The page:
Rage Against The Machine's Tom
Morello Arrested During Protest
Rage Against the Machine guitarist Tom Morello, his
girlfriend, and 31 other anti- sweatshop protesters were arrested Saturday (Dec. 13) in
Santa Monica, California, following a demonstration march through the city that targeted
Guess Jeans and local retailer Robinsons-May for carrying Guess product.
Those detained were each given misdemeanor trespassing citations after they
left a larger group of marchers and physically blocked the main entrance to the
Robinsons-May store at the Santa Monica Place shopping mall, which was filled with
surprised holiday shoppers. People eating in the mall's food court had to scramble out of
the way of the protesters, who came carrying signs, chanting pro-union slogans, and
shaking homemade noise makers.
The protest -- which also included representatives from the Union of
Needletrades, Industrial and Textile Employees (UNITE), who organized the protest, a large
number of garment workers and their families, students from at least six area colleges,
and religious activists -- began peacefully in a park overlooking the Pacific Ocean. Then
the group, which was escorted by police on horseback and led by a dixie band playing
"When the Saints Come Marching In," paraded about a mile through Santa Monica to
the mall, where the smaller group broke off, went inside the crowded shopping center, and
blocked the entrance to Robinsons-May.
Mall security guards tried unsuccessfully to take the anti-Guess signs away
from the mob as they burst through the doors. Once the sit-down began (Morello called it
"a little bit of civil disobedience"), a few shoppers managed to get in or out
of the store, but they were forced to step over the protesters, and they were greeted by
boos, jeers, and bright TV camera lights. One elderly woman took a swing at a Rolling
Stone magazine photographer as she left the store with a number of shopping bags,
striking his camera lens.
After their arrest, the 33 were taken to Santa Monica city jail in paddie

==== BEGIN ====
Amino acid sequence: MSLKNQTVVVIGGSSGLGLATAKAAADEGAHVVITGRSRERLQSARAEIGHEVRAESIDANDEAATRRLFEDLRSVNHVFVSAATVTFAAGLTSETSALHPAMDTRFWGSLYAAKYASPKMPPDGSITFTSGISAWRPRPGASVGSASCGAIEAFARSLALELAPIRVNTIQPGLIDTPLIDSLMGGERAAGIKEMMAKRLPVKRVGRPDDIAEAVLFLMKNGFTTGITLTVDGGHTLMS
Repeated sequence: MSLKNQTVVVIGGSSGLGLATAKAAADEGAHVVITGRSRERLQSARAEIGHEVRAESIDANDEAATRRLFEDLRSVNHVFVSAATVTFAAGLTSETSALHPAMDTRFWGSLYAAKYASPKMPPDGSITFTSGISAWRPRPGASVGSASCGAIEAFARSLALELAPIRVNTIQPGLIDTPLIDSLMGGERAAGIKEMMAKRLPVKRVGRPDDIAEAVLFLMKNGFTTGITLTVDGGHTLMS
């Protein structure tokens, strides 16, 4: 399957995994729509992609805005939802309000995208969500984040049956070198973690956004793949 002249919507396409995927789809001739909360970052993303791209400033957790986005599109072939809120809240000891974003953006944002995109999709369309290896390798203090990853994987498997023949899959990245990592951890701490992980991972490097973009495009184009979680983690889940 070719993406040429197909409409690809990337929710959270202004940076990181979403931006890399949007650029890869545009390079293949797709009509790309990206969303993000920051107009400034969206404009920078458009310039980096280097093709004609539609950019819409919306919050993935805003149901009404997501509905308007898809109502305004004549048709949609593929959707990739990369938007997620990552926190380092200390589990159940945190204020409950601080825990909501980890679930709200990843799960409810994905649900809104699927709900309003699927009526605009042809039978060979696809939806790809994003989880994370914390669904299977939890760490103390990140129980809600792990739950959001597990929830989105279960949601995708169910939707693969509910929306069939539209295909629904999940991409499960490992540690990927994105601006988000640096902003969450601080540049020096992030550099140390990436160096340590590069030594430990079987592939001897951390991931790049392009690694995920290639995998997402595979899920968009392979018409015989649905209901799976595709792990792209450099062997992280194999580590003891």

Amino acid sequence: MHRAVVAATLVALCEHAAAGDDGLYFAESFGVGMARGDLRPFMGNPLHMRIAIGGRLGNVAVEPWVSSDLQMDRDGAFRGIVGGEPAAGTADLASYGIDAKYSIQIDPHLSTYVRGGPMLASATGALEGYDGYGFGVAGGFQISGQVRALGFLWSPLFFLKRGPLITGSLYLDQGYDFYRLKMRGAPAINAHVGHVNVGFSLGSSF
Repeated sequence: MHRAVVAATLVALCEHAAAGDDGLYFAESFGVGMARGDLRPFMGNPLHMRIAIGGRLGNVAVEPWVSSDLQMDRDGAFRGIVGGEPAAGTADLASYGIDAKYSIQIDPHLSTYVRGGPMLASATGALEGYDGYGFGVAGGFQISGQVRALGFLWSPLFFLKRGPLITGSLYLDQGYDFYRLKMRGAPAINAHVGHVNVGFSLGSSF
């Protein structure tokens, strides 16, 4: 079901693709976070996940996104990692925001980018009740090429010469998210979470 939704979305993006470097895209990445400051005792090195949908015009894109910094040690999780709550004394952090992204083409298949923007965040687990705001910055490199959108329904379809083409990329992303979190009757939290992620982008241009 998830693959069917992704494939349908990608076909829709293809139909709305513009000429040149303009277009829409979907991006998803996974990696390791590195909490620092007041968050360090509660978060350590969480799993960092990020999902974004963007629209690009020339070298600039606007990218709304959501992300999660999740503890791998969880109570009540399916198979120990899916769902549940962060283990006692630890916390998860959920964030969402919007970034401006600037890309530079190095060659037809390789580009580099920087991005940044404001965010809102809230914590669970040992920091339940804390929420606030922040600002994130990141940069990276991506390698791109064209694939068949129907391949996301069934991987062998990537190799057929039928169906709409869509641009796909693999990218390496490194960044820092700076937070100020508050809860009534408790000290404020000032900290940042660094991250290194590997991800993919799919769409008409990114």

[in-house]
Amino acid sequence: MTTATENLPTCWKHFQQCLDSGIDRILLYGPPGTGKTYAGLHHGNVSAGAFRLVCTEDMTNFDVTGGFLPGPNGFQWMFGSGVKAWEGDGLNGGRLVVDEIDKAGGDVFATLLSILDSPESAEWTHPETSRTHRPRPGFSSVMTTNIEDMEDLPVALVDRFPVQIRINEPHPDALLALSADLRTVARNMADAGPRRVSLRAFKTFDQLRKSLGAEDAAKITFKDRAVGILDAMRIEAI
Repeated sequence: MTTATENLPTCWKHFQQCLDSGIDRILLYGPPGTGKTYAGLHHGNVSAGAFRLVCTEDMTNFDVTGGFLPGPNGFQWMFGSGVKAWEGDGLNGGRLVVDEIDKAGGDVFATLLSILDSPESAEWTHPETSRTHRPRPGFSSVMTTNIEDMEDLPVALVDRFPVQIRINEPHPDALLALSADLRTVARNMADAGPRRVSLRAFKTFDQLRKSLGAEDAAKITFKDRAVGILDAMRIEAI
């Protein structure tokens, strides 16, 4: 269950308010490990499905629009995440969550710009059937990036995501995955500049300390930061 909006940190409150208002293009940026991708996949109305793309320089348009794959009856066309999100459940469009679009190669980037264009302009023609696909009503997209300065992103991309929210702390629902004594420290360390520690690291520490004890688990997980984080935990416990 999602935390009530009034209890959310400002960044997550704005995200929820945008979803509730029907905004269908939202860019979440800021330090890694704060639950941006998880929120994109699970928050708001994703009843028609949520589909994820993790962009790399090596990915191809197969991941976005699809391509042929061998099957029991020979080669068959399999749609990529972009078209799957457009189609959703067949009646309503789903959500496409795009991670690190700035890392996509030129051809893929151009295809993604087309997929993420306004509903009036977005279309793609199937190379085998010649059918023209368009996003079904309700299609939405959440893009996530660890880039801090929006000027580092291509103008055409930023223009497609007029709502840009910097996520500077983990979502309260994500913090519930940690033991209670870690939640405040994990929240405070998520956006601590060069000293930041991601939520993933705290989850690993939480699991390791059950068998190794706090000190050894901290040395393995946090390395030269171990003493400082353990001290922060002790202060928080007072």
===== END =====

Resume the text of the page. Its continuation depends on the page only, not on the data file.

wagons where they were processed and cited, according to Morello. "We were thrown
into the tank for a few hours, until they ran warrants on everybody, and had time to put
our names on blacklists and what not," he laughed, during a phone interview on
Guess has recently been under investigation by the U.S. Department of Labor
(DOL), which cited sweatshops used by the clothing maker for paying workers below the
minimum wage, among other charges. Last week the DOL criticized Guess for its newspaper
ads, which claimed their contractors are "100% sweatshop- free."
"Guess is one of the most exploitative garment makers in the history of
the business," an agitated Morello told allstar just before the march began.
"I'm here today to express my solidarity with the workers, and to encourage everybody
to boycott Guess."
When asked why he got involved, Morello said, "Because the same people
who listen to Rage Against the Machine are the people who Guess is trying to sell their
clothes to. [They're] counting on those people either being too stupid, or vain or
indifferent to do anything about it. [But] I believe they're absolutely intelligent enough
to figure it out."
A nationwide billboard campaign, called "Rage Against Sweatshops,"
was launched last week and features a picture of the four members of Rage, and the words,
"We Don't Wear Guess." Morello said also that the company which installed the
billboards was harassed by the West L.A.-based Guess. "[They'll] go to no end to
silence people who are telling the truth about their exploitative labor practices."